4) Emotionalism

Guilt trips. Did anyone ever get put on a guilt trip by their parent? Dh has a great example of his mom asking him, as he was standing outside smoking at a cousin's wedding, "What will people think of me as a mother if they see you smoking?"

Another example is shaming and withholding love. I remember a few times when my mom and I had a fight, I would tell her good night and say "I love you". It was a routine between the two of us at night. And she would look back at me, obviously still angry, and say "Good night". I still remember wondering if my mom was so mad that she couldn't even say "I love you" over her anger.

I'll be frank (I know...you're shocked that I might be blunt for a change :P ) and say that emotionalism can often become emotional abuse. We need to be careful not to treat anyone this way - especially the fragile egos of our children. Trust me - it hurts.

5) Punitive Correction

I know, my GBD friends are laughing at the irony of Tedd Tripp pointing out that punitive correction is wrong. Of course, he quickly clarifies, "I am not decrying the biblical use of the rod, but rather an impulsive response of angry frustration." (pg. 64) Obviously, because punishment is only wrong if one is angry - otherwise it is perfectly acceptable.

He seems to equate punitive techniques mostly with grounding. I agree that grounding is punitive, but the fact of the matter is that ALL punishment is punitive. Notice the similarities in the words? The root word in the Greek is "poine". In Latin, it is "poena". It means "revenge".

I'll let that sink in for a moment.

"Perfect love drives out fear, because fear has to do with punishment. The one who fears is not made perfect in love."

6) Erratic Eclecticism

Basically, this is mom and dad doing whatever they think will work at the time. And like all parenting gurus will tell you, consistency is key.

One more quote from this chapter that I agree with. "...another devastating effect of this approach to discipline [is] Children soon see through the implicit and explicit manipulation. They eventually come to resent the crass attempts to control their behavior. They learn to play the cat-and-mouse game with you, but the depth of relationship and communication is lost." (pg. 68)

I'd only like to add to that children are able to see through our attempts to control their hearts as well. We have to lead by example and teach pro-actively. We cannot manipulate or coerce anyone into loving and serving God. Leadership through servitude is true discipline, and it is the only thing that will be effective in pointing our children towards Christ.

Last edited by MarynMunchkins; 10-19-2010 at 04:56 AM.
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Old 03-14-2008, 06:15 AM   #10
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Default Re: SACH review

"Embracing Biblical Methods: Communication"

If you are able to eliminate Tedd Tripp's insistence that the rod is Biblical, you will find this chapter full of insight and encouragement. I really liked it. His emphasis on communication, dialogue, and relationship as the keystone of discipline is refreshing. Unfortunately, he insists that it cannot be used alone. "The rod and communication must always be woven together in the actual shepherding of children." (pg. 72) However, since later chapters are devoted specifically to the rod, I'll save my detailed objection of it until later.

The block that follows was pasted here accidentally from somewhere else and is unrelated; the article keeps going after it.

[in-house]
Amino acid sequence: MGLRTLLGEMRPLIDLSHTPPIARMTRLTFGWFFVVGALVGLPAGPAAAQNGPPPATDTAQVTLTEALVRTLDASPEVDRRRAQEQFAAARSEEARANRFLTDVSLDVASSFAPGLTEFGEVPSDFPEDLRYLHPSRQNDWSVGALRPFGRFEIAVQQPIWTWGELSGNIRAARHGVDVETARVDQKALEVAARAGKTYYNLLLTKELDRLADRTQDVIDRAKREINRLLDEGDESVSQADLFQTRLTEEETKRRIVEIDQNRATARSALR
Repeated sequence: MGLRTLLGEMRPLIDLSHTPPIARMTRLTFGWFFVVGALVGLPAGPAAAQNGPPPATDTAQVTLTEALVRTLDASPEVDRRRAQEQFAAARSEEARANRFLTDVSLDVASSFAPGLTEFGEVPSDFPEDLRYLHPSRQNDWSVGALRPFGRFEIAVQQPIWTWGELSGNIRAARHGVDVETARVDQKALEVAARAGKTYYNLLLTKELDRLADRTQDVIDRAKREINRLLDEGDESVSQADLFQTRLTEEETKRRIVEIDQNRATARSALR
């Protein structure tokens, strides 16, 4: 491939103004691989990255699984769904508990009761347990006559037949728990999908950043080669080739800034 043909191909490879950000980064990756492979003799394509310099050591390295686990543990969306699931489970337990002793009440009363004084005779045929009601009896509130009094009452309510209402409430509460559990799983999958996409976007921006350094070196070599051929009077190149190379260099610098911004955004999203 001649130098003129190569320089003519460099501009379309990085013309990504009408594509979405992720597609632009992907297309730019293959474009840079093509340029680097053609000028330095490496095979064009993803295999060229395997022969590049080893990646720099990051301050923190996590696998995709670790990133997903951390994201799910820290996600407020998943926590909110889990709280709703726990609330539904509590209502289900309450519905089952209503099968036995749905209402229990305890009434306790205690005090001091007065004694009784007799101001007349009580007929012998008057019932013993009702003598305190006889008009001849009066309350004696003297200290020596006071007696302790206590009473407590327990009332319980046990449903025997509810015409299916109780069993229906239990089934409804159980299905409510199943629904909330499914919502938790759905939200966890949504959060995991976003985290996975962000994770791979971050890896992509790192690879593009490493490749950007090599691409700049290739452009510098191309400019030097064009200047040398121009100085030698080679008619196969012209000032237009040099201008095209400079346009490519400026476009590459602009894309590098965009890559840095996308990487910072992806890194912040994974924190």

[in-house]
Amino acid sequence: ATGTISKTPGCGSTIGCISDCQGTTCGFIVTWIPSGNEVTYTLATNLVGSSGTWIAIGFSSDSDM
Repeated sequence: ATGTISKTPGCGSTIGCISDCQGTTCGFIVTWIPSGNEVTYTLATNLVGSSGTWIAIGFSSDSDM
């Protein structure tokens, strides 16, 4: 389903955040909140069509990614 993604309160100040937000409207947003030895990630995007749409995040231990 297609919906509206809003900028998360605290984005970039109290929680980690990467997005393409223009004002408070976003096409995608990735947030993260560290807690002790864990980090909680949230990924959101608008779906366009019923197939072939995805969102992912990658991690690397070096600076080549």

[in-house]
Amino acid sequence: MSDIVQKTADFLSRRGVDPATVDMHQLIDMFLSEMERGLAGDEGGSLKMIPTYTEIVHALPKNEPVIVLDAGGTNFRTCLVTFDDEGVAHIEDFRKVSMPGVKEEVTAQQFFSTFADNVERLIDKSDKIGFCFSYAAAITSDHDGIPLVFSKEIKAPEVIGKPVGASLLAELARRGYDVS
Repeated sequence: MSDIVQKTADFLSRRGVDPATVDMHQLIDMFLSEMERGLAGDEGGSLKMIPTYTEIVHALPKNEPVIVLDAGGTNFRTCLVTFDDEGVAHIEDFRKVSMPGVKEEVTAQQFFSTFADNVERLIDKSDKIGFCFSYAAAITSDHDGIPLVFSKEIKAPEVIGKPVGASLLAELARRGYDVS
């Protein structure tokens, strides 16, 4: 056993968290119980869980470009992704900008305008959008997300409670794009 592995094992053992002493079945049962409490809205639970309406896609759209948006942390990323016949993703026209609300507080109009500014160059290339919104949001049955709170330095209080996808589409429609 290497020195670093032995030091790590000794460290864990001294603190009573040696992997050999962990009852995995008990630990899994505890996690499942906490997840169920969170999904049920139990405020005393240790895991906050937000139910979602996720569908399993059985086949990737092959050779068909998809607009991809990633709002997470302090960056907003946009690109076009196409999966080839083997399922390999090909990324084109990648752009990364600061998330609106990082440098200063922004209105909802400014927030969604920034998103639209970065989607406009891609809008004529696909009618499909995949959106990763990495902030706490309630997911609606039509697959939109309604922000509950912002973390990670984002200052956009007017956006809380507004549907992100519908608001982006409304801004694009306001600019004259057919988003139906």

The rest of this chapter is brilliant. His first point is "communication is dialogue, not monologue". In order to discipline our children, we have to talk with them - not at them. People cannot feel valued or respected if they are ignored. We have to be careful to listen to their stories, their dreams, their hopes, their disappointments, and their failures.

This leads us to his second point: "Focus on Understanding". He describes what Crystal calls "reflecting feelings". It's a simple technique that simply involves suggesting the feeling a child may be feeling. For example, if my child is crying after I said "no dessert tonight", I would reflect their feelings by saying, "You sound disappointed". Helping him name and understand his own feelings is the first goal. Helping him realize that I recognize those feelings and consider them valid is the second. Once we have accomplished that, we are able to deal with those feelings and move past them to solve the problem. It's really the first step to any discipline a parent does.

As Paul said in Romans, we are to "Rejoice with those who rejoice, and weep with those who weep. Be of the same mind toward one another."
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Old 03-14-2008, 06:19 AM   #11
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Default Re: SACH review

Embracing Biblical Methods: Types of Communication"

This chapter reminds us that parenting is much more about communication than correction and punishment. You have to build that relationship, not just deal with problematic behavior. Mr. Tripp breaks communication down into several different groups.

Encouragment - "Children need communication designed to inspire and fill with hope and courage." This is straight from Scripture - it's our job as Christians to lift each other up. " Therefore encourage one another and build each other up, just as in fact you are doing."